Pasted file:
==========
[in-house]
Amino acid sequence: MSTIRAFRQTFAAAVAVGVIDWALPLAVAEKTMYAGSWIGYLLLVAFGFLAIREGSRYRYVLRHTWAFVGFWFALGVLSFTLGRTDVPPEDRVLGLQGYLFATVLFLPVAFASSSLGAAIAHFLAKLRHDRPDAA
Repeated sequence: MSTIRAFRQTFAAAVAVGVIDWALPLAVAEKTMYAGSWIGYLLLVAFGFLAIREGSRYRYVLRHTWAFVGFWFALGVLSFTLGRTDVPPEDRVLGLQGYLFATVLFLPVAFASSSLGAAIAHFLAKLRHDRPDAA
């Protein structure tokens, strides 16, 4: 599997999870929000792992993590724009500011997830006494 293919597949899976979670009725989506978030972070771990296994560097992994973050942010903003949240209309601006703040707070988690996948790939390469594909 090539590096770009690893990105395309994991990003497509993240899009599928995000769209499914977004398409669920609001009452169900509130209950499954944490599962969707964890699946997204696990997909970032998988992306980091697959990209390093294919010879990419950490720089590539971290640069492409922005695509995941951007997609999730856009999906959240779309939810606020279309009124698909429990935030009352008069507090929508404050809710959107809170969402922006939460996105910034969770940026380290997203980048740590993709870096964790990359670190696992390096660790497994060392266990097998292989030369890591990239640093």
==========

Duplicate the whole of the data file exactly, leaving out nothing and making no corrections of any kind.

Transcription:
[in-house]
Amino acid sequence: MSTIRAFRQTFAAAVAVGVIDWALPLAVAEKTMYAGSWIGYLLLVAFGFLAIREGSRYRYVLRHTWAFVGFWFALGVLSFTLGRTDVPPEDRVLGLQGYLFATVLFLPVAFASSSLGAAIAHFLAKLRHDRPDAA
Repeated sequence: MSTIRAFRQTFAAAVAVGVIDWALPLAVAEKTMYAGSWIGYLLLVAFGFLAIREGSRYRYVLRHTWAFVGFWFALGVLSFTLGRTDVPPEDRVLGLQGYLFATVLFLPVAFASSSLGAAIAHFLAKLRHDRPDAA
């Protein structure tokens, strides 16, 4: 599997999870929000792992993590724009500011997830006494 293919597949899976979670009725989506978030972070771990296994560097992994973050942010903003949240209309601006703040707070988690996948790939390469594909 090539590096770009690893990105395309994991990003497509993240899009599928995000769209499914977004398409669920609001009452169900509130209950499954944490599962969707964890699946997204696990997909970032998988992306980091697959990209390093294919010879990419950490720089590539971290640069492409922005695509995941951007997609999730856009999906959240779309939810606020279309009124698909429990935030009352008069507090929508404050809710959107809170969402922006939460996105910034969770940026380290997203980048740590993709870096964790990359670190696992390096660790497994060392266990097998292989030369890591990239640093």